Dr. Ryan Walter - University of Queensland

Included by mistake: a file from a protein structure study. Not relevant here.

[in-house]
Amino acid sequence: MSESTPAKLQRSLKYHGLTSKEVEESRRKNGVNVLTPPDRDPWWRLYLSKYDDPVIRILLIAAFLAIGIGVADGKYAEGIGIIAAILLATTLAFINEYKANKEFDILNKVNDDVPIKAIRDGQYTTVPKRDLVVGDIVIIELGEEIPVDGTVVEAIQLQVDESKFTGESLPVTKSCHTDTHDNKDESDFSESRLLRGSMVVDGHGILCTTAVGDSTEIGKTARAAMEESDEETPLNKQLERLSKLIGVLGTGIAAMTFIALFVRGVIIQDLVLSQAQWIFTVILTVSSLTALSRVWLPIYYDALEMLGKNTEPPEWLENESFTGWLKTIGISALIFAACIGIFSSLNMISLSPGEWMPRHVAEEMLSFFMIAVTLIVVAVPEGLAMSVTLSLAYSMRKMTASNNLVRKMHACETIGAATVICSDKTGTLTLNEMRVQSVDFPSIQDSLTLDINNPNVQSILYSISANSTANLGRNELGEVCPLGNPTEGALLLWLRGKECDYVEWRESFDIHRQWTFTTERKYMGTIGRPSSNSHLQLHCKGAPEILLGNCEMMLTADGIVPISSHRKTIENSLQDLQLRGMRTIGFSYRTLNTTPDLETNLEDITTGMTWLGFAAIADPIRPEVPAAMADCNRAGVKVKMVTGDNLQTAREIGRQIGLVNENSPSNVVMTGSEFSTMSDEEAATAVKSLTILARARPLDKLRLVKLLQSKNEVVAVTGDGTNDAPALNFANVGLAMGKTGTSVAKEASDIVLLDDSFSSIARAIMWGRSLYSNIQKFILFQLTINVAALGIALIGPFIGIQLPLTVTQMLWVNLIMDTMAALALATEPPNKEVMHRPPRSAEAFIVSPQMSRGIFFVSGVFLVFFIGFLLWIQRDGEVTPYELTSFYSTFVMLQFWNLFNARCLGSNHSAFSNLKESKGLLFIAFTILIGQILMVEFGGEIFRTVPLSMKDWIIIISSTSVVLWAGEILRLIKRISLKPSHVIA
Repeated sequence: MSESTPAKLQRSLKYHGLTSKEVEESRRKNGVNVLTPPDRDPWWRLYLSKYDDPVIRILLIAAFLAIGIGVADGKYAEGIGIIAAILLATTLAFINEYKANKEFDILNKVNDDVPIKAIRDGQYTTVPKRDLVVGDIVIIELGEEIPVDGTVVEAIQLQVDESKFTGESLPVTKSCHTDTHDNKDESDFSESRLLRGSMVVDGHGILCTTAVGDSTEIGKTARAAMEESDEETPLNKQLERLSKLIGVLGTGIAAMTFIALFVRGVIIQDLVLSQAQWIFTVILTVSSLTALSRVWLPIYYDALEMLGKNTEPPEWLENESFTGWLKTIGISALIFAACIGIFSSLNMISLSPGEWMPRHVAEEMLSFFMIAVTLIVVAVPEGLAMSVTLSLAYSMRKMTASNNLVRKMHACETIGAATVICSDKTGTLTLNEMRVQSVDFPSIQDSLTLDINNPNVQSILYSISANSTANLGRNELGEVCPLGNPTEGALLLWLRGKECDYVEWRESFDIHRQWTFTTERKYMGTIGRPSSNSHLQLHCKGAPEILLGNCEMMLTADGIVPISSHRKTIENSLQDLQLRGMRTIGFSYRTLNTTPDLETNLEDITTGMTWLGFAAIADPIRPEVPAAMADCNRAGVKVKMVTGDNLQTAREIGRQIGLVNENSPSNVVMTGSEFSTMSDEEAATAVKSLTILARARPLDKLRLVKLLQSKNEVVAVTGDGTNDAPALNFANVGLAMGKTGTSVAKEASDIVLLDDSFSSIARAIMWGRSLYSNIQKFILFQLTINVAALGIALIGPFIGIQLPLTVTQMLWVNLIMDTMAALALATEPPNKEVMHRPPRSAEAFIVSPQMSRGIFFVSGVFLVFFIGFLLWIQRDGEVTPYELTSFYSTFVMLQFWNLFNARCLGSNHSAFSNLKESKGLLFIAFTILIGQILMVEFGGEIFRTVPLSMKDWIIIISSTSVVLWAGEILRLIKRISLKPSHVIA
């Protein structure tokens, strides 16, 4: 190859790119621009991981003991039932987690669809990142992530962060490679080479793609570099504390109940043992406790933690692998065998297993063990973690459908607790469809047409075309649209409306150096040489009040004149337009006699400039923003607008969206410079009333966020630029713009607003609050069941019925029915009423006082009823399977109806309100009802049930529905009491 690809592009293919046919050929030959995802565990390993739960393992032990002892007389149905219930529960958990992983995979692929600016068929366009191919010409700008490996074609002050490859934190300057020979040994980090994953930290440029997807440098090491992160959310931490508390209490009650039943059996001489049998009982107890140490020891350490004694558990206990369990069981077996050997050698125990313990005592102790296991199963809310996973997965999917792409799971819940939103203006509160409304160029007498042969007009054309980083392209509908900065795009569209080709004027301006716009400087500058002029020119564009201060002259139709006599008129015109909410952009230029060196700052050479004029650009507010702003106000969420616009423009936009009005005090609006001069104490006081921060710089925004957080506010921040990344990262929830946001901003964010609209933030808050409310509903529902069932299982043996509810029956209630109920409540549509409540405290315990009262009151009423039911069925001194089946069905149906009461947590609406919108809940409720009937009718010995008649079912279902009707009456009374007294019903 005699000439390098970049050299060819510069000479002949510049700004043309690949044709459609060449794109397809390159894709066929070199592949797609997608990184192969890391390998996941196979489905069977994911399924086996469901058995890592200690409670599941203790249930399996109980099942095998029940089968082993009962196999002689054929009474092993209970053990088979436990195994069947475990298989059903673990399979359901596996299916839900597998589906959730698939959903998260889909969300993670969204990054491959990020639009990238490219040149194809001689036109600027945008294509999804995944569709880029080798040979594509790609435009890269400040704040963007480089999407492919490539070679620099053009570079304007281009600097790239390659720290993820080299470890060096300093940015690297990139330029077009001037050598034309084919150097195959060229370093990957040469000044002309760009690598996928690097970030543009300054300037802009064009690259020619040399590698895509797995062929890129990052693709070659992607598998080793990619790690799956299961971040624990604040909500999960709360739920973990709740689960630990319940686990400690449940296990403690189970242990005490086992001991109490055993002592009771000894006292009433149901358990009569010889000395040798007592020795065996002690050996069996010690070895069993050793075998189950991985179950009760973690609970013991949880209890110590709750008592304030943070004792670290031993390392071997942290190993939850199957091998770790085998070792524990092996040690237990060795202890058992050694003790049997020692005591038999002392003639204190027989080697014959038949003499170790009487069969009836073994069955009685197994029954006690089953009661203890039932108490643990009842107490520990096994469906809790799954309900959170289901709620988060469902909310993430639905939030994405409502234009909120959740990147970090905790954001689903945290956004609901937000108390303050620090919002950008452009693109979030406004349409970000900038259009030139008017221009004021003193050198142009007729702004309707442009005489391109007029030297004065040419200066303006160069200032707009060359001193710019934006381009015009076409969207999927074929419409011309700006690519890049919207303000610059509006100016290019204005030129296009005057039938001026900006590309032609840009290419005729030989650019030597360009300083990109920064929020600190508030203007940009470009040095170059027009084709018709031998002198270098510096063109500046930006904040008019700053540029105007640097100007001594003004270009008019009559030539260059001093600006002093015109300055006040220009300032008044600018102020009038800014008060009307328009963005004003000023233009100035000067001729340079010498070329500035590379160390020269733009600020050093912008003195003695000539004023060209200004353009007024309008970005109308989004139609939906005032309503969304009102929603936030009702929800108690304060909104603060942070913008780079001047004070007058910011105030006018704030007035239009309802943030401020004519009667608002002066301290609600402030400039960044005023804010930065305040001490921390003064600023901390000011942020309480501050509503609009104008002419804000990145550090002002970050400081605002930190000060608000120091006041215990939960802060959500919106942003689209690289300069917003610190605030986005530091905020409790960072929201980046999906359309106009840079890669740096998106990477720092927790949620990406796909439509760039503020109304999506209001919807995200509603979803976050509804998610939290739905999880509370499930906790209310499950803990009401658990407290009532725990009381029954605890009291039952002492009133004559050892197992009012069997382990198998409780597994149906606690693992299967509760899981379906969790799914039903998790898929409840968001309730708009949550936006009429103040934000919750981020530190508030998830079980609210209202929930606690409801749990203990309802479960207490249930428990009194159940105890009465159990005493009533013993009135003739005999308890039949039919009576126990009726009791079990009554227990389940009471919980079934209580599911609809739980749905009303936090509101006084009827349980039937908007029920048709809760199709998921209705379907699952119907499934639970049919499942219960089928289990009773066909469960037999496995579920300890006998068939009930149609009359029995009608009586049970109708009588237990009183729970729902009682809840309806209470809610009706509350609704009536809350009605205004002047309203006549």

The proper role for economics in society is deeply contested today, with rival programs competing to shape the economist's intellectual formation and political sensibility. This paper seeks to shed historical light on this contest by examining the conditions in which economists first emerged as a distinct class of intellectual claiming to possess specialised intellectual techniques that endowed them with unique insight into society. The case study developed here is the British political economy of Adam Smith, Thomas Robert Malthus, and David Ricardo. The provisional findings to be reported suggest that internal contest over the economist's office was foundational, in relation to both their reasoning apparatus and political ethos. The hypothesis to be tested in future work is that today's contest over economics is symptomatic of the failure of economics to stabilise the office of the economist.

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